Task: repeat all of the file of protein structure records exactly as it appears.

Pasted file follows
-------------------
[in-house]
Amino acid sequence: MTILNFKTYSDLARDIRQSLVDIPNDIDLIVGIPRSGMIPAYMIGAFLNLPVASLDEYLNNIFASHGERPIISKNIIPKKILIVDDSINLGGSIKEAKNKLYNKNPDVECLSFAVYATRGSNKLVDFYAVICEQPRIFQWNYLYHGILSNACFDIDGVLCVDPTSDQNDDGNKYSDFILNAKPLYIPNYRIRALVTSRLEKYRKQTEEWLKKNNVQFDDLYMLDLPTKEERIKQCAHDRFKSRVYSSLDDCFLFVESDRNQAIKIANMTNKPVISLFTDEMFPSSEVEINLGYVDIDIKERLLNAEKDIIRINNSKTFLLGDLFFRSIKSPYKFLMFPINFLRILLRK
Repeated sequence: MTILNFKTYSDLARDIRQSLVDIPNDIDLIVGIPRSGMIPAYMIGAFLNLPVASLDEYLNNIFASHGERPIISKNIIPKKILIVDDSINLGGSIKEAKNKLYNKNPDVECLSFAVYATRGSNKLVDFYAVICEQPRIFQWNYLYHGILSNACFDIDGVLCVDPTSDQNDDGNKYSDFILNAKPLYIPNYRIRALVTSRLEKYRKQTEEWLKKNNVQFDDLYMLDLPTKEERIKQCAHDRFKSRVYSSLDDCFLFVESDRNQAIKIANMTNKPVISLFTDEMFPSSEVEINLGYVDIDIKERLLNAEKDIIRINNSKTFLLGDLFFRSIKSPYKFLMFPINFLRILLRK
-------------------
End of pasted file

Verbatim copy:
[in-house]
Amino acid sequence: MTILNFKTYSDLARDIRQSLVDIPNDIDLIVGIPRSGMIPAYMIGAFLNLPVASLDEYLNNIFASHGERPIISKNIIPKKILIVDDSINLGGSIKEAKNKLYNKNPDVECLSFAVYATRGSNKLVDFYAVICEQPRIFQWNYLYHGILSNACFDIDGVLCVDPTSDQNDDGNKYSDFILNAKPLYIPNYRIRALVTSRLEKYRKQTEEWLKKNNVQFDDLYMLDLPTKEERIKQCAHDRFKSRVYSSLDDCFLFVESDRNQAIKIANMTNKPVISLFTDEMFPSSEVEINLGYVDIDIKERLLNAEKDIIRINNSKTFLLGDLFFRSIKSPYKFLMFPINFLRILLRK
Repeated sequence: MTILNFKTYSDLARDIRQSLVDIPNDIDLIVGIPRSGMIPAYMIGAFLNLPVASLDEYLNNIFASHGERPIISKNIIPKKILIVDDSINLGGSIKEAKNKLYNKNPDVECLSFAVYATRGSNKLVDFYAVICEQPRIFQWNYLYHGILSNACFDIDGVLCVDPTSDQNDDGNKYSDFILNAKPLYIPNYRIRALVTSRLEKYRKQTEEWLKKNNVQFDDLYMLDLPTKEERIKQCAHDRFKSRVYSSLDDCFLFVESDRNQAIKIANMTNKPVISLFTDEMFPSSEVEINLGYVDIDIKERLLNAEKDIIRINNSKTFLLGDLFFRSIKSPYKFLMFPINFLRILLRK